Westfield has been trying to figure out what the hell to do with the Metreon since they acquired it in 2006. They stated last year that they would concentrate on making the Metreon a “food and culture” destination.  In their defense, we saw them open a small farmer’s market on the property that has been well received.  However, Tavern on the Green filed for Chapter 11 and announced that they would not be taking the fourth floor.  Also, the Firewood Cafe closed in the food court on the ground level.  Not good. The Metreon is still in decline.

The answer: open a Target on the second floor. An effing Target!? Stay tuned.

The Metreon opened to much fanfare in June, 1999.  Sony invested over $85 million dollars to create what it called a technology entertainment complex.  In fact, when it opened Sony officials were really upset if you called it a “mall.”  Never mind that it was simply a mall that sold no clothes.  Dig a little deeper and you find that the Metreon was a place for Sony to showcase its products, artists and technology in its SonyStyle and Playstation stores, the sound system in Jillian’s, and the 15 movie theatres, which were all developed with Sony technology and equipment.

In short, you could buy high-tech equipment from Sony or Microsoft, who also had a store there, and entertain yourself at the movie theatre, Jillian’s, or the huge state of the art arcade. Oh, and there was a kids entertainment section too on the top floor.  A year after The Metreon opened, over 6 million people had visited the new entertainment complex and Sony’s experiment was deemed a huge success.  I had my 30th birthday party at the Metreon in 2002 and really enjoyed Jillian’s and the arcade with a lot of friends.  It was great!

Then, as with all things that are centered around technology, it was all downhill from there.  All of the state-of-the-art equipment that filled the Metreon started to look commonplace after a while.  The Microsoft store closed.  The plasma big screens inside Jillian’s started to look dated against the LCDs that most people started to get in their homes.  The video games inside the arcade weren’t as cool as the video games that most people had at home with the Xbox 360 and the Playstation 3. Ultimately the arcade closed, and then reopened, but it was never really popular.  The big restaurant other than Jillian’s closed.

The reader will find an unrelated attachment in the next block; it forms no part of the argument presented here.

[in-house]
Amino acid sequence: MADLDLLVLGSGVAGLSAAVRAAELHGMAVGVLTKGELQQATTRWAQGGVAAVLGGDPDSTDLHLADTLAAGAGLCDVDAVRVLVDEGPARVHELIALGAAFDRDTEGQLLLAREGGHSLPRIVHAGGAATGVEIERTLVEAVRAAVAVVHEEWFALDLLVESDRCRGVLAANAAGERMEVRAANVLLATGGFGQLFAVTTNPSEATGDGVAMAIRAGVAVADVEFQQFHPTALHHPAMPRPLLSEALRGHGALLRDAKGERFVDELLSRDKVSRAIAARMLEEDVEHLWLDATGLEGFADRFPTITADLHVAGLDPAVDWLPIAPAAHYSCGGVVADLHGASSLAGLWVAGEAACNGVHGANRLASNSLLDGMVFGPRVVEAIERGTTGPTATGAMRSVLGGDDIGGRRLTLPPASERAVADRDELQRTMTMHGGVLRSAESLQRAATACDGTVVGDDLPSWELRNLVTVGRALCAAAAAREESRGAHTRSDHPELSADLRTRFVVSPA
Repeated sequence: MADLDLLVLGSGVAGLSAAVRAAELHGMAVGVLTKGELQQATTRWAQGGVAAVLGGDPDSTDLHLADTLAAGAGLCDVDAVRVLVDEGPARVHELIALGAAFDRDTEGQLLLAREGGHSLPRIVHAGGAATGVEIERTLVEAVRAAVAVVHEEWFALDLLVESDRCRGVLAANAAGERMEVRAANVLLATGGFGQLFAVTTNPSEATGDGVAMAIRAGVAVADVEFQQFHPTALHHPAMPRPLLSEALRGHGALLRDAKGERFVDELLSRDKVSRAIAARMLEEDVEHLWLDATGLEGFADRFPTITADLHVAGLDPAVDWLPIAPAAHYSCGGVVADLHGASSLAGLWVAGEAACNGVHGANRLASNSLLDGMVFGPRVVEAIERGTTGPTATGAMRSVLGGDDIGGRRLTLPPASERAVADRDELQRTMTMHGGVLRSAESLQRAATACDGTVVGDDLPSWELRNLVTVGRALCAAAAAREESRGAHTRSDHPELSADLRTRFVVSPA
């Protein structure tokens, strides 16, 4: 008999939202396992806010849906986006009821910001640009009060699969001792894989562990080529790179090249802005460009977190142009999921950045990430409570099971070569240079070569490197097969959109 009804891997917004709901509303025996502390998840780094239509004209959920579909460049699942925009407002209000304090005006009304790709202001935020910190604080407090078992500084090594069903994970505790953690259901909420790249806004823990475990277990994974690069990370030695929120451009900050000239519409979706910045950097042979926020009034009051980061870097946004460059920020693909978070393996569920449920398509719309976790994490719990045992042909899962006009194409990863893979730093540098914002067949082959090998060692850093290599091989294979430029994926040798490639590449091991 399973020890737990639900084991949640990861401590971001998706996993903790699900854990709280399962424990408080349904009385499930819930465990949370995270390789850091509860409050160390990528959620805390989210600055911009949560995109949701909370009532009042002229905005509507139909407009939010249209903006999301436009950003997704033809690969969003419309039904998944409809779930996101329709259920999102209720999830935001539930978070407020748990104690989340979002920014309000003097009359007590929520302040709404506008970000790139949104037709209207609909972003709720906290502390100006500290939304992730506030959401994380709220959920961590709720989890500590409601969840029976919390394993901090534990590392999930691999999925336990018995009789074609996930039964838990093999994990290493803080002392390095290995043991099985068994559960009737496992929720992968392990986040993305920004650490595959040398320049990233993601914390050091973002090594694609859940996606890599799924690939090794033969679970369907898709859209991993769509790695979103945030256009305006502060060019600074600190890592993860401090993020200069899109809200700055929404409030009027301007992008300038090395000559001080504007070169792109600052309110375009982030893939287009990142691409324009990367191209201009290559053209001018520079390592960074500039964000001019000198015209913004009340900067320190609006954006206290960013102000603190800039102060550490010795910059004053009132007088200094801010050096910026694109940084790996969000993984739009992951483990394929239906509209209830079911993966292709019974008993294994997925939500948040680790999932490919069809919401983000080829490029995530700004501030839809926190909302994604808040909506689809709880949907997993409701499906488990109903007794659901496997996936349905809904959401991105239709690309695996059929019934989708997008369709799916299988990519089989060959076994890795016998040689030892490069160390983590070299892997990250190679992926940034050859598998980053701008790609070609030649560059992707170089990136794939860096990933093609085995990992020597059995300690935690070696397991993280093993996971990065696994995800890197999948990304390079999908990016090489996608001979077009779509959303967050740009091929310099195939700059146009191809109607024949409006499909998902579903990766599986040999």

Sony couldn’t take it anymore and sold the Metreon to Westfield in 2006.  They finally realized that they had no idea of how to run a mall (retail space) in an urban area and called it quits.  Westfield immediately opened cart kiosks selling everything from mobile phone accessories to Rosetta Stone software.  The Metreon started to look like a cheap mall.  Then an Oakland teenager was shot at the Metreon in little over a year ago.  Westfield increased security at the Metreon after the incident but the damage was done.

The Long Life Noodle Company food court restaurant closed a couple of months ago.  Westfield boarded up the restaurant and put a sign on it saying that something new will open in its place in 2010.  It looks that there are no new takers for 2009.  Sony is now the biggest, and only original remaining tenant at the Metreon. But Sony recently announced that they would not be renewing their leases for their SonyStyle and Playstation stores this summer.  When those two stores close, it will be the official end of the Metreon as it was intended to be.  It will officially be dead and its metamorphosis to be just-another-mall (with a movie theater) will finally be complete.

The Metreon’s death may not be a bad thing, but it sure was a long time coming.  With its location, there is no reason that the Metreon shouldn’t be one of the most successful retail spaces in the city. Tavern on the Green announced last year that they are going to take the entire top floor of the Metreon.  Hopefully they will still be able to follow through with their plans given the rough economy.  Here’s hoping that Metreon’s rebirth is just around the corner.